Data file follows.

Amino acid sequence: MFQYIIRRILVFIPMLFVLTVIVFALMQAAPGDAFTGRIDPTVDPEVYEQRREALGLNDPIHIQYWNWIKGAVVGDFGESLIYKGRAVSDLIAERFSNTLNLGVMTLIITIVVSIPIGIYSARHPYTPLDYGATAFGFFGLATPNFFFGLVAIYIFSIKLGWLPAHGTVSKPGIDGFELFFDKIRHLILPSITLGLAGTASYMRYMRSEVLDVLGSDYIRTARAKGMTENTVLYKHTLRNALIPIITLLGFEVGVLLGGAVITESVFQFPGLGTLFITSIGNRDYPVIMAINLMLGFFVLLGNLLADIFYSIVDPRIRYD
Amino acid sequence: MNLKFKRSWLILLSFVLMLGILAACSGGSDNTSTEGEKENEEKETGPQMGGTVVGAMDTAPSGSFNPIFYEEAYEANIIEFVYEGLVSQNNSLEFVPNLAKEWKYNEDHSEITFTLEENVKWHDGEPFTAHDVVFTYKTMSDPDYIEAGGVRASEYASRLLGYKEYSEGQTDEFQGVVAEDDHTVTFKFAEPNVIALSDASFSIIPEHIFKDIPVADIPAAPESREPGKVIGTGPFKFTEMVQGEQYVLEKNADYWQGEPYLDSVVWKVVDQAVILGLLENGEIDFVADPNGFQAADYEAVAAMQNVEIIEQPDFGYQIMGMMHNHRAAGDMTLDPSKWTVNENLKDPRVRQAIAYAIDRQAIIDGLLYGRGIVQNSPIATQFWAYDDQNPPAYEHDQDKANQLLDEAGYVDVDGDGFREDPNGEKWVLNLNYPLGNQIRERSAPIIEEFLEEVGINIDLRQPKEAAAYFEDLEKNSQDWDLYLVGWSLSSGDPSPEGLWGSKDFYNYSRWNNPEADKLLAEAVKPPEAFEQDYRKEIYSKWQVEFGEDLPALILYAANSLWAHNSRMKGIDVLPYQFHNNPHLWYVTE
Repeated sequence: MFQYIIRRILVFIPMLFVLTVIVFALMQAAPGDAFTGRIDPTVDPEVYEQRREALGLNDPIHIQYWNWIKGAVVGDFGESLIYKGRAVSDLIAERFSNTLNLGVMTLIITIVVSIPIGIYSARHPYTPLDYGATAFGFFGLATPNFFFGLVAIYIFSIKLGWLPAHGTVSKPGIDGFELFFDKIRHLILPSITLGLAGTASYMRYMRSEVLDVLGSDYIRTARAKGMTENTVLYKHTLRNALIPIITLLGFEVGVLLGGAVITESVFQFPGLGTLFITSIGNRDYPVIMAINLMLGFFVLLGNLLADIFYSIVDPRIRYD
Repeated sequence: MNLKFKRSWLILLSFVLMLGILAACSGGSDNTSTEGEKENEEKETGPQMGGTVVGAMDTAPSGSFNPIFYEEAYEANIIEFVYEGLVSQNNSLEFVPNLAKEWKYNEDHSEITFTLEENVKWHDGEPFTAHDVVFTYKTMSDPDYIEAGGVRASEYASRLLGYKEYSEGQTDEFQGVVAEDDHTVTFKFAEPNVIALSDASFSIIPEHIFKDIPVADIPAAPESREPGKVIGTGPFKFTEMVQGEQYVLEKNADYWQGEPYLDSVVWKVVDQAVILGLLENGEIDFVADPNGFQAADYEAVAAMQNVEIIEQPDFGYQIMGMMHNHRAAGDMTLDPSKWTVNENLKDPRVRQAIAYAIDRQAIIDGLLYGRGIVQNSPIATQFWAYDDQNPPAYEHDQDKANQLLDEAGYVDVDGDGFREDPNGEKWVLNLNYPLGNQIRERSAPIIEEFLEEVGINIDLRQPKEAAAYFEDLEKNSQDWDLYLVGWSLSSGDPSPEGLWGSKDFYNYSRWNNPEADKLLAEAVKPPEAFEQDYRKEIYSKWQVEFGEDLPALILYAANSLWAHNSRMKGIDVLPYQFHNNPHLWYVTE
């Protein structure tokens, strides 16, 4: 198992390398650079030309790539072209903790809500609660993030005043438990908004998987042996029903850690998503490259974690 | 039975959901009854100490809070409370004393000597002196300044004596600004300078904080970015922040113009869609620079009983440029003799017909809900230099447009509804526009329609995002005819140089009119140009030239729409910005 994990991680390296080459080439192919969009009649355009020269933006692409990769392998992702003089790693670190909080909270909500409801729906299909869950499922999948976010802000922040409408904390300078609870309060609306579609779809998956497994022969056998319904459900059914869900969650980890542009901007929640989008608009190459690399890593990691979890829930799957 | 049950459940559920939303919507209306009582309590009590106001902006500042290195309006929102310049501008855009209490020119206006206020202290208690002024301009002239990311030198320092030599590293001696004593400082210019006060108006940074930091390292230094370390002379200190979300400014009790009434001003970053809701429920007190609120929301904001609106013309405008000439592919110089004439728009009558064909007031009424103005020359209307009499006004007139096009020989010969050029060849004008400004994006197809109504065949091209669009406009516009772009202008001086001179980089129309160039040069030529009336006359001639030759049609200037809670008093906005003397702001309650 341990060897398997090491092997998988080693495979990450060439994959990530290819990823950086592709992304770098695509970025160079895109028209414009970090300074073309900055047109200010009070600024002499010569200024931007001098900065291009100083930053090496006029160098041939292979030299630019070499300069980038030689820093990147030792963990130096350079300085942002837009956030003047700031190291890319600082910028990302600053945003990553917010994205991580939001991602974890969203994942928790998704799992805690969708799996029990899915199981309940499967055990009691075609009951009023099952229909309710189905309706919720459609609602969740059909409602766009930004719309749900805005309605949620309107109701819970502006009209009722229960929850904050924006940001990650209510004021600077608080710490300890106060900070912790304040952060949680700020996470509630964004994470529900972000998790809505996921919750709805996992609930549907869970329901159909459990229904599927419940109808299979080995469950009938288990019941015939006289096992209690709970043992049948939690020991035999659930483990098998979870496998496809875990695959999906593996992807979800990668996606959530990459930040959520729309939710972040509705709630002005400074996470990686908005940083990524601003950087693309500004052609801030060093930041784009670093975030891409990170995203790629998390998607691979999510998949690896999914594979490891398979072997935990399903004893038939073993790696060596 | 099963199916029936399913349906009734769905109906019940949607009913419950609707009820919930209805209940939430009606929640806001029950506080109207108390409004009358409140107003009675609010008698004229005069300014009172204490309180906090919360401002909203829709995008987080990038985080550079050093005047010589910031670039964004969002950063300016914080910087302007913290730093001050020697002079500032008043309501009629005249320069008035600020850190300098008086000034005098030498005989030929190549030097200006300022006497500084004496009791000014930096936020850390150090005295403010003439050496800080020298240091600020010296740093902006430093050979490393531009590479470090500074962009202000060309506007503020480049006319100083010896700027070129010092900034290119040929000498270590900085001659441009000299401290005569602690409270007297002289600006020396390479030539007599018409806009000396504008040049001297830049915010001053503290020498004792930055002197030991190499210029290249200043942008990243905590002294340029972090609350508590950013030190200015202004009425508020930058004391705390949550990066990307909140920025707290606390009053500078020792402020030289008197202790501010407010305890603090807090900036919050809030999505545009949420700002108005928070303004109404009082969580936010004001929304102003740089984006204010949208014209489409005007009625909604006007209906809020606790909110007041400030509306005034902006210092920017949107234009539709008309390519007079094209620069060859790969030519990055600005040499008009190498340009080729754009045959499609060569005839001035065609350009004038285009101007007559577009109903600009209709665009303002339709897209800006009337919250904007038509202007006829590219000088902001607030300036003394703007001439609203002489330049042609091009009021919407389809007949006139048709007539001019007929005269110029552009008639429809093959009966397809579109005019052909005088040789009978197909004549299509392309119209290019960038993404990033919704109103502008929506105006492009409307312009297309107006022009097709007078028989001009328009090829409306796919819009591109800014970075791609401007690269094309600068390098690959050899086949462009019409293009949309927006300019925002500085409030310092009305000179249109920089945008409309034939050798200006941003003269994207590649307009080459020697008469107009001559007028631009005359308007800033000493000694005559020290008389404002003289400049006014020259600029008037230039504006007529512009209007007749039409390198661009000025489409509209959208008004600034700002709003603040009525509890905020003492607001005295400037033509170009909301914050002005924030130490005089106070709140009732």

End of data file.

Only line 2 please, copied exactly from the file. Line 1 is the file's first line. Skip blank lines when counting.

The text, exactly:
Amino acid sequence: MNLKFKRSWLILLSFVLMLGILAACSGGSDNTSTEGEKENEEKETGPQMGGTVVGAMDTAPSGSFNPIFYEEAYEANIIEFVYEGLVSQNNSLEFVPNLAKEWKYNEDHSEITFTLEENVKWHDGEPFTAHDVVFTYKTMSDPDYIEAGGVRASEYASRLLGYKEYSEGQTDEFQGVVAEDDHTVTFKFAEPNVIALSDASFSIIPEHIFKDIPVADIPAAPESREPGKVIGTGPFKFTEMVQGEQYVLEKNADYWQGEPYLDSVVWKVVDQAVILGLLENGEIDFVADPNGFQAADYEAVAAMQNVEIIEQPDFGYQIMGMMHNHRAAGDMTLDPSKWTVNENLKDPRVRQAIAYAIDRQAIIDGLLYGRGIVQNSPIATQFWAYDDQNPPAYEHDQDKANQLLDEAGYVDVDGDGFREDPNGEKWVLNLNYPLGNQIRERSAPIIEEFLEEVGINIDLRQPKEAAAYFEDLEKNSQDWDLYLVGWSLSSGDPSPEGLWGSKDFYNYSRWNNPEADKLLAEAVKPPEAFEQDYRKEIYSKWQVEFGEDLPALILYAANSLWAHNSRMKGIDVLPYQFHNNPHLWYVTE